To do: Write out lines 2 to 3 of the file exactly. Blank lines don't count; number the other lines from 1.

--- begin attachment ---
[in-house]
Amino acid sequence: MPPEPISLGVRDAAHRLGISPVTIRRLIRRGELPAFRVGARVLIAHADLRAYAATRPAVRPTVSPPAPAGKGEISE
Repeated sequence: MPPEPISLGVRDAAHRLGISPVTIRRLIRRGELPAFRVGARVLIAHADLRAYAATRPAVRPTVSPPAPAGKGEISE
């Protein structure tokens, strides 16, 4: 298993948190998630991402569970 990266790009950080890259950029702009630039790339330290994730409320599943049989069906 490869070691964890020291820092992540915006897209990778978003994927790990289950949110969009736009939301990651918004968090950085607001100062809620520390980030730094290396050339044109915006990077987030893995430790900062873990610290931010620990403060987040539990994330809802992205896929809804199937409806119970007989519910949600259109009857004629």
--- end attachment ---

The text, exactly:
Amino acid sequence: MPPEPISLGVRDAAHRLGISPVTIRRLIRRGELPAFRVGARVLIAHADLRAYAATRPAVRPTVSPPAPAGKGEISE
Repeated sequence: MPPEPISLGVRDAAHRLGISPVTIRRLIRRGELPAFRVGARVLIAHADLRAYAATRPAVRPTVSPPAPAGKGEISE